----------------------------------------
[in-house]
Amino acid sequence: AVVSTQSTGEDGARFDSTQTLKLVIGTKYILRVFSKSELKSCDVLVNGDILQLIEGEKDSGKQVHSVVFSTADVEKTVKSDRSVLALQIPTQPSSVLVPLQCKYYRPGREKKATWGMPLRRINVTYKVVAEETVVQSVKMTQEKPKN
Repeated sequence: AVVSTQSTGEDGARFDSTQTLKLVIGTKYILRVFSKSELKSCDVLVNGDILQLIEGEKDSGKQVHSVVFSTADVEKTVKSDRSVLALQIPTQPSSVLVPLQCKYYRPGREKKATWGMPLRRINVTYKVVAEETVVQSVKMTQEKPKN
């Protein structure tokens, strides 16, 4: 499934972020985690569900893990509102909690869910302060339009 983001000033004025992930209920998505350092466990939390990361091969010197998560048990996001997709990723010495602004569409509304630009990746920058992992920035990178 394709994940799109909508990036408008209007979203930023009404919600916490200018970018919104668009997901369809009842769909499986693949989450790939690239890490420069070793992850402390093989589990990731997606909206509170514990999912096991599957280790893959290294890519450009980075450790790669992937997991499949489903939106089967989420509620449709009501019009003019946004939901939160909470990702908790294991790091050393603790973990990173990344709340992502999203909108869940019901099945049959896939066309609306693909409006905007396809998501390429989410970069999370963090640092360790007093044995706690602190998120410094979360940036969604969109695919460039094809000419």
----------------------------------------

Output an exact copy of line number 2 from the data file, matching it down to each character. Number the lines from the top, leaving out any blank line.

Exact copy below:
Amino acid sequence: AVVSTQSTGEDGARFDSTQTLKLVIGTKYILRVFSKSELKSCDVLVNGDILQLIEGEKDSGKQVHSVVFSTADVEKTVKSDRSVLALQIPTQPSSVLVPLQCKYYRPGREKKATWGMPLRRINVTYKVVAEETVVQSVKMTQEKPKN